Lavrov, who was headed to a meeting in Greenland to discuss sovereignty in the Arctic, said the flag at North Pole was not a political event.

“You shouldn’t be in this fascinating game of treating this particular, scientific, human achievement as anything else,” he told reporters.

Interest in the region is intensifying because global warming is shrinking the polar ice, and that could someday open up resource development and new shipping lanes.

“There is no claim for any territory. There couldn’t be because as I said there is a sea convention, there are mechanisms created to implement this conventions, including for the continental shelf,” Lavrov said.

Under the 1982 UN Convention on the Law of the Sea, Arctic nations have 10 years after ratification to prove their claims under the largely uncharted polar ice pack. All countries with claims to the Arctic have ratified the treaty, except the United States.

Canada has announced plans to build a new army training centre and a deep-water port in Arctic waters. Norway, the United States and Denmark also have claims in the vast region.

Denmark is gathering scientific evidence to show that the Lomonosov Ridge, a 2,000-kilometre underwater mountain range, is attached to Greenland, making it a geological extension of the sparsely populated giant island that is a semi-autonomous Danish territory.

A UN panel is supposed to decide the Arctic control by 2020.

Natural Resources Minister Gary Lunn is representing Canada at the meeting on the Arctic this week in Ilulissat, Greenland. Officials from Denmark, Norway, Russia and the United States will also be there.

Danish Foreign Minister Per Stig Moeller will co-host the conference with Greenland Premier Hans Enoksen.

Moeller reiterated that the aim of the meeting was to reaffirm the nations’ commitments to international treaties governing the region.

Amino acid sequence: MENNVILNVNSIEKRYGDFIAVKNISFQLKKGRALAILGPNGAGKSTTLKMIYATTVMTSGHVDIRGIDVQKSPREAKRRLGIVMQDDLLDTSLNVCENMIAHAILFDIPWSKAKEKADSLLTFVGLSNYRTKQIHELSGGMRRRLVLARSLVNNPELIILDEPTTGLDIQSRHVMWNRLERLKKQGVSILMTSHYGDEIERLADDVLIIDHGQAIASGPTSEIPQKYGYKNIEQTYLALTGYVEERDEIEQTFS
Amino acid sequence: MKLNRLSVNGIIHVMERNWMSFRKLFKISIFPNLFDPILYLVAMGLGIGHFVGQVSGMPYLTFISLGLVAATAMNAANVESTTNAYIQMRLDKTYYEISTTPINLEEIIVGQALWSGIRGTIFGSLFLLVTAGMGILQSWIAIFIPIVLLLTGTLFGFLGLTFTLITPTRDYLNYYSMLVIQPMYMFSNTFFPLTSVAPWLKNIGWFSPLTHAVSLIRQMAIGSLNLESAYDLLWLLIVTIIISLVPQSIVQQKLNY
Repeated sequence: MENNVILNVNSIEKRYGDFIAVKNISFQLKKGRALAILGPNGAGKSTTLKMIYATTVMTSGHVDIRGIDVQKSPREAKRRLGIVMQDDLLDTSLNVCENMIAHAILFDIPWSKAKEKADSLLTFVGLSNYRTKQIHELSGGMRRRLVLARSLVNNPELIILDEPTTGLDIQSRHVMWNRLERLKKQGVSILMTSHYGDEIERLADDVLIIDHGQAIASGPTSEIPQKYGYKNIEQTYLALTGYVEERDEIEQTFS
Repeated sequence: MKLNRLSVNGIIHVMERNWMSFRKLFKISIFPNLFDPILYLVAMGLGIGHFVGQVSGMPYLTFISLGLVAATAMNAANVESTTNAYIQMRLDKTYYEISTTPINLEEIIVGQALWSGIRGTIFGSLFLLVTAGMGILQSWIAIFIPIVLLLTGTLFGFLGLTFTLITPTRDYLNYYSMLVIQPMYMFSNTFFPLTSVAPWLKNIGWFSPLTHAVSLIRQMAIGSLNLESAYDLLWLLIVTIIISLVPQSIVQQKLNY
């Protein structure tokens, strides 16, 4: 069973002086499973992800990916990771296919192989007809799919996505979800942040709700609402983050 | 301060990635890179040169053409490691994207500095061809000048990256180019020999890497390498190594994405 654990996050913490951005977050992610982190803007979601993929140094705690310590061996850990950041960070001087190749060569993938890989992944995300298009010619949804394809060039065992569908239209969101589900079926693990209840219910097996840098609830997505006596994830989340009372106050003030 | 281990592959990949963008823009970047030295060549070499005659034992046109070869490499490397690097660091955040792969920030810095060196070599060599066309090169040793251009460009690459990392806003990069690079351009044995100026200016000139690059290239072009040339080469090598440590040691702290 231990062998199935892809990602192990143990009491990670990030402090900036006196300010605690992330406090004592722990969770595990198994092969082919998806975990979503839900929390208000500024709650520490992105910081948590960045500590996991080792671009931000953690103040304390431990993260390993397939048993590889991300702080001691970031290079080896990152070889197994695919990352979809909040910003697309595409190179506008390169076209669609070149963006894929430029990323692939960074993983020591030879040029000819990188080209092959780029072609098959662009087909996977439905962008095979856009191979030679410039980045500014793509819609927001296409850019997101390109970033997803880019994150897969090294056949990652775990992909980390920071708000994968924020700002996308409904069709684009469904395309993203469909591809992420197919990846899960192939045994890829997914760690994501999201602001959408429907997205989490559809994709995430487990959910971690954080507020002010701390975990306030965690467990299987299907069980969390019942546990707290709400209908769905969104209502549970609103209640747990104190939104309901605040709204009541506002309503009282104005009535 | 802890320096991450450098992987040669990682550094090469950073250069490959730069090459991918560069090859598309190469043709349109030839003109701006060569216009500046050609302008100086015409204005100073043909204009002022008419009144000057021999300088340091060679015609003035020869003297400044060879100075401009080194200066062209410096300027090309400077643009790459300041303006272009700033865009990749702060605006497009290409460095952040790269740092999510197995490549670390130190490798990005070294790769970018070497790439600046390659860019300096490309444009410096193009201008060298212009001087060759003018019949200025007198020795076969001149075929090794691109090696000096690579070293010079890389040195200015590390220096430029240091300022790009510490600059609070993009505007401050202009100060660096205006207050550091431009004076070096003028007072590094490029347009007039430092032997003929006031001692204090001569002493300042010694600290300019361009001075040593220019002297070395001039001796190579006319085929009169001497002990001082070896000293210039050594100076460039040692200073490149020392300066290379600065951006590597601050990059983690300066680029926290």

In Russia, Tsarist Fascism

British TV host Jonathan Dimbelby, writing in the Daily Mail:

As ex-President Putin settles in to his new role as Prime Minister, he has every reason to congratulate himself.

After all, he has not only written the script for his constitutional coup d’etat, but staged the play and given himself the starring role as well.

Of course, he has given a walk-on role to Dmitry Medvedev, his personally anointed successor.

But the transfer of power from Putin to his Little Sir Echo, Medvedev, and the show of military strength with those soldiers and clapped-out missiles in Red Square on Victory Day which followed it last week, made it clear who is really in charge.

No decision of any significance for the Russian people or the rest of us will be made in the foreseeable future without the say – so of Medvedev’s unsmiling master.

Just before he stood down as President, Putin declared: “I have worked like a galley slave throughout these eight years, morning til night, and I have given all I could to this work. I am happy with the results.”

As he surveys the nation today he reminds me of that chilling poem by Ted Hughes, Hawk Roosting, in which the dreaded bird sits at the top of a tall tree musing: “Now I hold all Creation in my foot – I kill as I please because it is all mine – I am going to keep things like this.”

In a way he is right to be so self-satisfied. He has told the Russian people that life is much better than it was before he took over – and, after a journey of some 10,000 miles across the largest country in the world for a new book and BBC TV series, I am in no doubt that the majority of his subjects believe him.